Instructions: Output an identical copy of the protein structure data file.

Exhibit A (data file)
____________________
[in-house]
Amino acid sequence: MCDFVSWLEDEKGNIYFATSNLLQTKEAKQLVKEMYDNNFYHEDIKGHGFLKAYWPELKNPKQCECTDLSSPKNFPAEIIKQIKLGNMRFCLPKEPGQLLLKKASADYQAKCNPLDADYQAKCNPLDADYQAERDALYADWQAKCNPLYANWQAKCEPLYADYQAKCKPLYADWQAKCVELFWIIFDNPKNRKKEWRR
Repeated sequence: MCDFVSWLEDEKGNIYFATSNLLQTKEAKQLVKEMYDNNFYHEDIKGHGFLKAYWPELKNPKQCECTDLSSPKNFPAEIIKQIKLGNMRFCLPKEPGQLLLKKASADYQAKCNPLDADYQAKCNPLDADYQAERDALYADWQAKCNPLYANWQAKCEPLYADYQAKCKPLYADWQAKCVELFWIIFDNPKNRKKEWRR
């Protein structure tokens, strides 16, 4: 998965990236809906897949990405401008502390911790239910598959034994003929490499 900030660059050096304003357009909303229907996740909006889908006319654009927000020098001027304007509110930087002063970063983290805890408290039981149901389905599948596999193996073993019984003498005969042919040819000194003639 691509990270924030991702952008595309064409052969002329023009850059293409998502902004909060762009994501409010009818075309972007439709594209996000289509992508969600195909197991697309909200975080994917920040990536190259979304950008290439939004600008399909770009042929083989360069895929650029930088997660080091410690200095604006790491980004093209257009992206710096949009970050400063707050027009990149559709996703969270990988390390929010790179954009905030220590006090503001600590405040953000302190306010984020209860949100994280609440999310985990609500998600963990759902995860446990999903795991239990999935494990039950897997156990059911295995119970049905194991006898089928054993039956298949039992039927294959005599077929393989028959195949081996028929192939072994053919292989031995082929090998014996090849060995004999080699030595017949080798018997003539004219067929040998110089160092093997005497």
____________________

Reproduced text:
[in-house]
Amino acid sequence: MCDFVSWLEDEKGNIYFATSNLLQTKEAKQLVKEMYDNNFYHEDIKGHGFLKAYWPELKNPKQCECTDLSSPKNFPAEIIKQIKLGNMRFCLPKEPGQLLLKKASADYQAKCNPLDADYQAKCNPLDADYQAERDALYADWQAKCNPLYANWQAKCEPLYADYQAKCKPLYADWQAKCVELFWIIFDNPKNRKKEWRR
Repeated sequence: MCDFVSWLEDEKGNIYFATSNLLQTKEAKQLVKEMYDNNFYHEDIKGHGFLKAYWPELKNPKQCECTDLSSPKNFPAEIIKQIKLGNMRFCLPKEPGQLLLKKASADYQAKCNPLDADYQAKCNPLDADYQAERDALYADWQAKCNPLYANWQAKCEPLYADYQAKCKPLYADWQAKCVELFWIIFDNPKNRKKEWRR
């Protein structure tokens, strides 16, 4: 998965990236809906897949990405401008502390911790239910598959034994003929490499 900030660059050096304003357009909303229907996740909006889908006319654009927000020098001027304007509110930087002063970063983290805890408290039981149901389905599948596999193996073993019984003498005969042919040819000194003639 691509990270924030991702952008595309064409052969002329023009850059293409998502902004909060762009994501409010009818075309972007439709594209996000289509992508969600195909197991697309909200975080994917920040990536190259979304950008290439939004600008399909770009042929083989360069895929650029930088997660080091410690200095604006790491980004093209257009992206710096949009970050400063707050027009990149559709996703969270990988390390929010790179954009905030220590006090503001600590405040953000302190306010984020209860949100994280609440999310985990609500998600963990759902995860446990999903795991239990999935494990039950897997156990059911295995119970049905194991006898089928054993039956298949039992039927294959005599077929393989028959195949081996028929192939072994053919292989031995082929090998014996090849060995004999080699030595017949080798018997003539004219067929040998110089160092093997005497």